We’re seeing a slightly risk-averse tone in financial markets at the start of the week after the trade spat between the United States and China ramped up over the weekend.
Both countries have laid out plans to impose tariffs on one another on 6 July which is making investors a little uncomfortable, more so due to the potential for the situation to escalate further than the tariffs themselves. The question now is how much pain both sides will be willing to inflict on the other – and themselves in the process – before coming to an agreement that removes tariffs and eases investor concerns.
It’s possible that with the US economy doing so well and President Donald Trump last week securing a significant victory following his meeting with North Korean leader Kim Jong Un, he may be willing to use some of this political credit he’s earned and make the necessary economic sacrifice in order to force China into concessions. That’s certainly the impression he’s giving.
While we’re only seeing moderate risk aversion in the markets at the moment, it is enough to drag European stocks markets down with French and German indices off between 0.5% and 1%. The FTSE is holding up ok although this is being aided by the weaker pound which supports the large number of external looking companies in the index.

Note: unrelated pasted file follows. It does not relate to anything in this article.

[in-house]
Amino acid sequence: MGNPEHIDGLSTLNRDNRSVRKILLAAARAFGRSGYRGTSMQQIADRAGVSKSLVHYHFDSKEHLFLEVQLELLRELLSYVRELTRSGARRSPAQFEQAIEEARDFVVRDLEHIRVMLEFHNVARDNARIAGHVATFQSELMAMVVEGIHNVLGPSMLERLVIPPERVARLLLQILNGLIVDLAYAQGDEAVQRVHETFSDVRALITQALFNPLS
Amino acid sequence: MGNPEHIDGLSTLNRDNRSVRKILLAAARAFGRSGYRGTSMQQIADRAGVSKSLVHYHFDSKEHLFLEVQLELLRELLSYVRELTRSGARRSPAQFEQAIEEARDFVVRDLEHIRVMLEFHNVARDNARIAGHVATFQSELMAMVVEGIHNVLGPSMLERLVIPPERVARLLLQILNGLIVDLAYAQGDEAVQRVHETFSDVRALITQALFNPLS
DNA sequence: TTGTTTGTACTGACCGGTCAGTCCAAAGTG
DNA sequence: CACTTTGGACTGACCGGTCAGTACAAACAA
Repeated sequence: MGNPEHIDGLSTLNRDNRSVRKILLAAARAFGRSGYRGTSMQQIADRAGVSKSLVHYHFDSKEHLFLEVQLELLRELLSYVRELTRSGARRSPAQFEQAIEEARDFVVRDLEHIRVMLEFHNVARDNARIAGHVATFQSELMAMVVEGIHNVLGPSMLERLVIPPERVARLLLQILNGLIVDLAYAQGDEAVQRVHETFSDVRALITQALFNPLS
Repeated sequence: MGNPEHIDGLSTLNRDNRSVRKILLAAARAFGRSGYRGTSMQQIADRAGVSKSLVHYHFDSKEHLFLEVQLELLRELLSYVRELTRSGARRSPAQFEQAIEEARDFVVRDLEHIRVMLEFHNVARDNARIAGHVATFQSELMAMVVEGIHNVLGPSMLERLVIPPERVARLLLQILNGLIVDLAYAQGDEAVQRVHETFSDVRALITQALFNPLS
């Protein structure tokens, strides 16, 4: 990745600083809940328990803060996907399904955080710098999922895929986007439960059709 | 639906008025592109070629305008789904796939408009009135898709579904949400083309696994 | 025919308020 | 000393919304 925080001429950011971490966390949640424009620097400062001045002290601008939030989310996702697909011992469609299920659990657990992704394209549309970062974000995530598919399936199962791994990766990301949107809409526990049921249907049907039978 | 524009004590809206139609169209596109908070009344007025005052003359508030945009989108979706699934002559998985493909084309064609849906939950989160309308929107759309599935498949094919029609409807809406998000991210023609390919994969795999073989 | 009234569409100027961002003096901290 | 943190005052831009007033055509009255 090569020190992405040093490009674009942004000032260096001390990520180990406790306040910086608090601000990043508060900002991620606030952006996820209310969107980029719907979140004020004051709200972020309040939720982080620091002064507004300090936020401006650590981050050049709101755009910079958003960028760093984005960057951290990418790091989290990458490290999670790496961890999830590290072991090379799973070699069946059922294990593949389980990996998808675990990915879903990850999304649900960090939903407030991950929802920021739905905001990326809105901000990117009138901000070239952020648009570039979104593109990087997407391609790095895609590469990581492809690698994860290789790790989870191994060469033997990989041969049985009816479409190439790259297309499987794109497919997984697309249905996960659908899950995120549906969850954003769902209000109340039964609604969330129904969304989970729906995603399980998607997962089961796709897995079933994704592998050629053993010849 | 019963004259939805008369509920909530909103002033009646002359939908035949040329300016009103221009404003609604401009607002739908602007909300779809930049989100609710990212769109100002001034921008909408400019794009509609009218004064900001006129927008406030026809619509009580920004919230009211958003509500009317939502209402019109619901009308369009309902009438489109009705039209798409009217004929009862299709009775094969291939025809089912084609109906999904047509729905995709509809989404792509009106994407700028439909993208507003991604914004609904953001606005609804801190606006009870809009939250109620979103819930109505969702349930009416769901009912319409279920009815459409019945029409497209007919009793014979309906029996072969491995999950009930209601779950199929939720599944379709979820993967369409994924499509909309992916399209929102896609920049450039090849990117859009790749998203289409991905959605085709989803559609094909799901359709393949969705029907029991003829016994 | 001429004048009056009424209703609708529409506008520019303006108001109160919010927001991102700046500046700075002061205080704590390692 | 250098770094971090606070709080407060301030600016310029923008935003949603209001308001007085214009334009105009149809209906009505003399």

Traditional safe havens are naturally doing well this morning with Gold up a couple of dollars and the yen in the green against the dollar, euro and pound.
Crude oil remains well of its highs as traders look ahead to the OPEC meeting later in the week with the cartel likely to discuss reducing or even ending its coordinated output cut which was imposed in an attempt to bring inventories back in line with the five-year average which has been successful. An increase in production from the OPEC nations and others including Russia involved in the deal will be welcomed by Trump who has recently been berating them for pushing prices higher, despite the fact that part of this has been driven by U.S. sanctions on Iran.
It’s going to be a quiet day on the data side but we will hear from a number of prominent central bankers which is very much going to be the theme of this week. Incoming Bank of New York Fed President John Williams will be speaking later on in the day, as will his colleague Raphael Bostic. We’ll also hear from ECB President Mario Draghi who’s due to appear on a number of occasions this week.